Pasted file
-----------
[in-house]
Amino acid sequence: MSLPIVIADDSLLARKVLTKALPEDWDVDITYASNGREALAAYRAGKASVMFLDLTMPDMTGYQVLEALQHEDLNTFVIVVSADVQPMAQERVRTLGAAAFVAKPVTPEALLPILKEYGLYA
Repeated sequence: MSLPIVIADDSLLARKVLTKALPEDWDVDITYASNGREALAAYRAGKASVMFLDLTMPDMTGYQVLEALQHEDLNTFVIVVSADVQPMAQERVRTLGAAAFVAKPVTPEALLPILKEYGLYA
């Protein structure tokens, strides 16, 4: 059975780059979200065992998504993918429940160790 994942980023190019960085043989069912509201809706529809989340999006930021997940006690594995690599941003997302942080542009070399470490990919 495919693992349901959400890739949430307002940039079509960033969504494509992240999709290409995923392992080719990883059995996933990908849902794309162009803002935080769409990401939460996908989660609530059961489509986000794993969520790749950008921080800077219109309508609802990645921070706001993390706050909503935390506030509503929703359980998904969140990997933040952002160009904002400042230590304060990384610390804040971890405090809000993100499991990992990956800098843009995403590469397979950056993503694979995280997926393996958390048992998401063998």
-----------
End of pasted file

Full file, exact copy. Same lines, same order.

[in-house]
Amino acid sequence: MSLPIVIADDSLLARKVLTKALPEDWDVDITYASNGREALAAYRAGKASVMFLDLTMPDMTGYQVLEALQHEDLNTFVIVVSADVQPMAQERVRTLGAAAFVAKPVTPEALLPILKEYGLYA
Repeated sequence: MSLPIVIADDSLLARKVLTKALPEDWDVDITYASNGREALAAYRAGKASVMFLDLTMPDMTGYQVLEALQHEDLNTFVIVVSADVQPMAQERVRTLGAAAFVAKPVTPEALLPILKEYGLYA
């Protein structure tokens, strides 16, 4: 059975780059979200065992998504993918429940160790 994942980023190019960085043989069912509201809706529809989340999006930021997940006690594995690599941003997302942080542009070399470490990919 495919693992349901959400890739949430307002940039079509960033969504494509992240999709290409995923392992080719990883059995996933990908849902794309162009803002935080769409990401939460996908989660609530059961489509986000794993969520790749950008921080800077219109309508609802990645921070706001993390706050909503935390506030509503929703359980998904969140990997933040952002160009904002400042230590304060990384610390804040971890405090809000993100499991990992990956800098843009995403590469397979950056993503694979995280997926393996958390048992998401063998």